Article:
• Hi Melani,

      Thanks for your comment. Yes it is a wonderful anti inflammatory. The farmers markets are great and most sell turmeric. Its great that you use it.

      I am trying to grow some in pots on the balcony. Wish me luck haha! Kev

  9. I love this site. I have read so much about tumeric for healing, especially when I suffered a frozen shoulder, and added it to my diet, along with other inflammatory foods. Now I can try to grow it in my garden, although I live in a subtropical location, I might give it a go, otherwise will have to keep buying it from the farmers market. Wish me luck 🙂

    • Hi Di,

      Thanks so much for your comments! Appreciate your feedback. yes it is an amazing herb and growing it is the next step for me.

      Let me know how you go,

      Cheers, Kev

  10. I’m a turmeric lover too! I try to make golden milk every night before bed. I got turned onto this plant when I began studying Ayurveda about 15 years ago. In fact, if I had to choose just one herb to take for the rest of my life it would be turmeric. I’ve never considered growing my own until now, so thanks for sharing this. I usually just buy in at my local market, but I love the idea of being involved in growing my own medicine. thanks for sharing!

    • Thanks Jackie,

      Yes I love it too. It really has helped me heal over my journey. growing it is the next step.

      Thanks for your comment 🙂


  11. Hi Kevin,

    I have a little corner in my house that I have allotted for potted “food” supplies – ginger, onion, and only garlic so far. I haven’t had any experience in growing turmeric but the thought of always buying it instead of having it on-hand made me realize to just grow it instead.

    8-10 months before harvesting it sounds like a long wait, LOL. I am afraid I will grow impatient with the harvest time, but I think I will still give it a try. I might start with 10 small pots to start with since I don’t know yet if I will be able to grow it successfully – might as well have room for error. 😀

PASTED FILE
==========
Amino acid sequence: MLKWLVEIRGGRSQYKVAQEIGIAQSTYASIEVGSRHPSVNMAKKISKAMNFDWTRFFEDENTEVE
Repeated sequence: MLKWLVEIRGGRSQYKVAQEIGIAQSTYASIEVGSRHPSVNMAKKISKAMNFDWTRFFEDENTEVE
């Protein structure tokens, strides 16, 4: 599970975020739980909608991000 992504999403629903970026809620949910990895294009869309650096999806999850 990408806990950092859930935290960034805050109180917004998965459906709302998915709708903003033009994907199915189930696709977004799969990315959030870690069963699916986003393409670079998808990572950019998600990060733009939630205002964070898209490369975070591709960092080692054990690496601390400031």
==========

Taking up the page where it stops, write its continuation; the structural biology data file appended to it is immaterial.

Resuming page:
Can I freeze the remainders of my harvest to keep them fresh until I finish them?



    • Hi Pitin,

      Great that you are growing your own vegetables! Yes 8 to 10 months is a long time haha! I am waiting too 🙂

      yes you can freeze them. Good luck with it. let me know how it all goes 🙂

      Thanks for the comment, Kev

  12. This article is great, I actually don’t know much about turmeric of its uses but I absolutely love herbal everything. Sadly, I live in upstate NY and its way too cold up here for most plants to survive, our own garden at home struggles but we manage to produce tomatoes, onions, peppers, peppermint, and arugula 🙂

    • Thanks so much Gulsah!

      Turmeric really is a magical healing herb. Yes may be a bit cold where you are but great that you have a little vege garden 🙂 Definitely give turmeric a try. Its great in a juice,

      Cheers, Kev

    • Yes it heals so well and being able to grow it at home is like having a medicine cabinet in the garden haha!
      Thanks for your support Joy 🙂